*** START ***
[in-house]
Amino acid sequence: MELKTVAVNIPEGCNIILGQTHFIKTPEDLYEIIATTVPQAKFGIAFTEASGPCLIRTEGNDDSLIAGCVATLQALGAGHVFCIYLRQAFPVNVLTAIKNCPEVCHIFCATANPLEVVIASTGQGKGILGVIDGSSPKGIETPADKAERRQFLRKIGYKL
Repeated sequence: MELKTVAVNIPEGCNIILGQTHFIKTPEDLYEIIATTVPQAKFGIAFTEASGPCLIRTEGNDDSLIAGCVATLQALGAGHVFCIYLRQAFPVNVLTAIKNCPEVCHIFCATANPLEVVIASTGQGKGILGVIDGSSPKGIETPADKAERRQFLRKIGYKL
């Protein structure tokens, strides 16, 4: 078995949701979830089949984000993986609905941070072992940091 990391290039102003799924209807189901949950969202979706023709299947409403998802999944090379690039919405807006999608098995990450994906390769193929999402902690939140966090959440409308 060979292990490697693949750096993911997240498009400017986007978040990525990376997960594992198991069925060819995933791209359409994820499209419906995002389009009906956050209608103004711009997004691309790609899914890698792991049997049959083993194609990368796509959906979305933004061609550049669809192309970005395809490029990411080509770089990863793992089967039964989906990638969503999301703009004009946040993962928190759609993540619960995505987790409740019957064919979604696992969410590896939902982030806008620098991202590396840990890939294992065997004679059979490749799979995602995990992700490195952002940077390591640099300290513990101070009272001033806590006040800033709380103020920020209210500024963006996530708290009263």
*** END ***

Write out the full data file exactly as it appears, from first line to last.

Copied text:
[in-house]
Amino acid sequence: MELKTVAVNIPEGCNIILGQTHFIKTPEDLYEIIATTVPQAKFGIAFTEASGPCLIRTEGNDDSLIAGCVATLQALGAGHVFCIYLRQAFPVNVLTAIKNCPEVCHIFCATANPLEVVIASTGQGKGILGVIDGSSPKGIETPADKAERRQFLRKIGYKL
Repeated sequence: MELKTVAVNIPEGCNIILGQTHFIKTPEDLYEIIATTVPQAKFGIAFTEASGPCLIRTEGNDDSLIAGCVATLQALGAGHVFCIYLRQAFPVNVLTAIKNCPEVCHIFCATANPLEVVIASTGQGKGILGVIDGSSPKGIETPADKAERRQFLRKIGYKL
């Protein structure tokens, strides 16, 4: 078995949701979830089949984000993986609905941070072992940091 990391290039102003799924209807189901949950969202979706023709299947409403998802999944090379690039919405807006999608098995990450994906390769193929999402902690939140966090959440409308 060979292990490697693949750096993911997240498009400017986007978040990525990376997960594992198991069925060819995933791209359409994820499209419906995002389009009906956050209608103004711009997004691309790609899914890698792991049997049959083993194609990368796509959906979305933004061609550049669809192309970005395809490029990411080509770089990863793992089967039964989906990638969503999301703009004009946040993962928190759609993540619960995505987790409740019957064919979604696992969410590896939902982030806008620098991202590396840990890939294992065997004679059979490749799979995602995990992700490195952002940077390591640099300290513990101070009272001033806590006040800033709380103020920020209210500024963006996530708290009263």